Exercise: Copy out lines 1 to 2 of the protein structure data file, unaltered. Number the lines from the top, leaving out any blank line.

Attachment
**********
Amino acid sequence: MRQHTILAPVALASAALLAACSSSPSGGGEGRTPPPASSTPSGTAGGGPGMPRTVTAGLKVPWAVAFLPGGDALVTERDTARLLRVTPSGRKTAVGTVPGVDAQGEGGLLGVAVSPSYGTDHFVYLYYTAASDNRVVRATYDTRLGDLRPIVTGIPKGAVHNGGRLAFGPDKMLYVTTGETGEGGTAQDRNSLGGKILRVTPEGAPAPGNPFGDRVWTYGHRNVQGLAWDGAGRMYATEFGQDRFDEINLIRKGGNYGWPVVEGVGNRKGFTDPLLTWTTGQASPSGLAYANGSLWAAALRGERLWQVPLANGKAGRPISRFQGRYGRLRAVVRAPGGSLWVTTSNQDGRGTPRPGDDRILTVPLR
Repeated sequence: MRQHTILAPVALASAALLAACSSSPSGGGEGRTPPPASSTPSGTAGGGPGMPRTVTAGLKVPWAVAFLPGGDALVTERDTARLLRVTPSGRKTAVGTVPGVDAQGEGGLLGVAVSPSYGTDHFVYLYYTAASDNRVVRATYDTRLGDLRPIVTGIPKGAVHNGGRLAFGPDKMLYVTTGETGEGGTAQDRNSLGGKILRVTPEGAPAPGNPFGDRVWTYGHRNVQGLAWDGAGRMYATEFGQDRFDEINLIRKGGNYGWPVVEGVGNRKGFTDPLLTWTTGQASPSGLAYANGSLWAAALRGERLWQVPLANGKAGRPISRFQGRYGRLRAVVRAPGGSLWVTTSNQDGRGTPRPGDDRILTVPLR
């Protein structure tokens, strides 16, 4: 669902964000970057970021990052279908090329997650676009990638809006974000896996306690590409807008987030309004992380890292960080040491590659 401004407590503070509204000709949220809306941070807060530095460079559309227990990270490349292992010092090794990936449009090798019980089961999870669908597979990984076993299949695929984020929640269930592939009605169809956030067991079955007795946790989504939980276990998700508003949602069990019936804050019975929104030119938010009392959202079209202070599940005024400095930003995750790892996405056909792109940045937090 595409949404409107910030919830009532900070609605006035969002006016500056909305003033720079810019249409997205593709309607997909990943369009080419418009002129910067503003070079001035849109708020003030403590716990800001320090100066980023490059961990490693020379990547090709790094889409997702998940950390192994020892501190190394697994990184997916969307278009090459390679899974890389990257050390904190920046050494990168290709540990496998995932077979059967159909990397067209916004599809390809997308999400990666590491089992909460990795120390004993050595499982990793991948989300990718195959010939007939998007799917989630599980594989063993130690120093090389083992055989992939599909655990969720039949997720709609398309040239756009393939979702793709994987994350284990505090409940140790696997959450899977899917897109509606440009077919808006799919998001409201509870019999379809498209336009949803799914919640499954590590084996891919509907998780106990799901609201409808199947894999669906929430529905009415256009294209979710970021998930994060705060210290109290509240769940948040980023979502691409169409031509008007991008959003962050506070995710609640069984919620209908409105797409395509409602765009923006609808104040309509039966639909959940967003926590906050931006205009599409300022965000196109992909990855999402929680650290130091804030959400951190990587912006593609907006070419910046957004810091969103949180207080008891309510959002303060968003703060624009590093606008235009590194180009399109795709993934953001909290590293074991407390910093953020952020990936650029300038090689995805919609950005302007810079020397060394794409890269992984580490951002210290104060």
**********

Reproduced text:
Amino acid sequence: MRQHTILAPVALASAALLAACSSSPSGGGEGRTPPPASSTPSGTAGGGPGMPRTVTAGLKVPWAVAFLPGGDALVTERDTARLLRVTPSGRKTAVGTVPGVDAQGEGGLLGVAVSPSYGTDHFVYLYYTAASDNRVVRATYDTRLGDLRPIVTGIPKGAVHNGGRLAFGPDKMLYVTTGETGEGGTAQDRNSLGGKILRVTPEGAPAPGNPFGDRVWTYGHRNVQGLAWDGAGRMYATEFGQDRFDEINLIRKGGNYGWPVVEGVGNRKGFTDPLLTWTTGQASPSGLAYANGSLWAAALRGERLWQVPLANGKAGRPISRFQGRYGRLRAVVRAPGGSLWVTTSNQDGRGTPRPGDDRILTVPLR
Repeated sequence: MRQHTILAPVALASAALLAACSSSPSGGGEGRTPPPASSTPSGTAGGGPGMPRTVTAGLKVPWAVAFLPGGDALVTERDTARLLRVTPSGRKTAVGTVPGVDAQGEGGLLGVAVSPSYGTDHFVYLYYTAASDNRVVRATYDTRLGDLRPIVTGIPKGAVHNGGRLAFGPDKMLYVTTGETGEGGTAQDRNSLGGKILRVTPEGAPAPGNPFGDRVWTYGHRNVQGLAWDGAGRMYATEFGQDRFDEINLIRKGGNYGWPVVEGVGNRKGFTDPLLTWTTGQASPSGLAYANGSLWAAALRGERLWQVPLANGKAGRPISRFQGRYGRLRAVVRAPGGSLWVTTSNQDGRGTPRPGDDRILTVPLR